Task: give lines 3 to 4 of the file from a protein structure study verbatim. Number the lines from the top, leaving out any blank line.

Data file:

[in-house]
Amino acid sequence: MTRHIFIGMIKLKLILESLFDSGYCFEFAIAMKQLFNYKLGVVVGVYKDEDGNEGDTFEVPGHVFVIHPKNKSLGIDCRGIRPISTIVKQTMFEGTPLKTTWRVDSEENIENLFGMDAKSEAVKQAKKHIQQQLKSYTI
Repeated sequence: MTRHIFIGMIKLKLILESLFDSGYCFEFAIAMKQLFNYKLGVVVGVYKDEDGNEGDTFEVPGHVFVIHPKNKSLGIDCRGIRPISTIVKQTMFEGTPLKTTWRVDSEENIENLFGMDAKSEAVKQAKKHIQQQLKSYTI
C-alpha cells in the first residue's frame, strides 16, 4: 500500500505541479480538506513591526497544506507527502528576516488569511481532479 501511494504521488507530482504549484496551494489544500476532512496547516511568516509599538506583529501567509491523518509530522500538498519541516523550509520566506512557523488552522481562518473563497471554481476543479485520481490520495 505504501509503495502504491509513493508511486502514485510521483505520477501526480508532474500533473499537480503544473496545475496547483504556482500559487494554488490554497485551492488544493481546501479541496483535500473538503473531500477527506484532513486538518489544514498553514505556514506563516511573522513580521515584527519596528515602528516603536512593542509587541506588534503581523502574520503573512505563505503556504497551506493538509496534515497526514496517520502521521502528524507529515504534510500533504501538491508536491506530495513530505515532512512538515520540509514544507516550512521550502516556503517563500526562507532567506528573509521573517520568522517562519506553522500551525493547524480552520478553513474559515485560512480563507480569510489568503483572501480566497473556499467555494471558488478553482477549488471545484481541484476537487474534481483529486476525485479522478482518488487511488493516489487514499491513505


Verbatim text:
Repeated sequence: MTRHIFIGMIKLKLILESLFDSGYCFEFAIAMKQLFNYKLGVVVGVYKDEDGNEGDTFEVPGHVFVIHPKNKSLGIDCRGIRPISTIVKQTMFEGTPLKTTWRVDSEENIENLFGMDAKSEAVKQAKKHIQQQLKSYTI
C-alpha cells in the first residue's frame, strides 16, 4: 500500500505541479480538506513591526497544506507527502528576516488569511481532479 501511494504521488507530482504549484496551494489544500476532512496547516511568516509599538506583529501567509491523518509530522500538498519541516523550509520566506512557523488552522481562518473563497471554481476543479485520481490520495 505504501509503495502504491509513493508511486502514485510521483505520477501526480508532474500533473499537480503544473496545475496547483504556482500559487494554488490554497485551492488544493481546501479541496483535500473538503473531500477527506484532513486538518489544514498553514505556514506563516511573522513580521515584527519596528515602528516603536512593542509587541506588534503581523502574520503573512505563505503556504497551506493538509496534515497526514496517520502521521502528524507529515504534510500533504501538491508536491506530495513530505515532512512538515520540509514544507516550512521550502516556503517563500526562507532567506528573509521573517520568522517562519506553522500551525493547524480552520478553513474559515485560512480563507480569510489568503483572501480566497473556499467555494471558488478553482477549488471545484481541484476537487474534481483529486476525485479522478482518488487511488493516489487514499491513505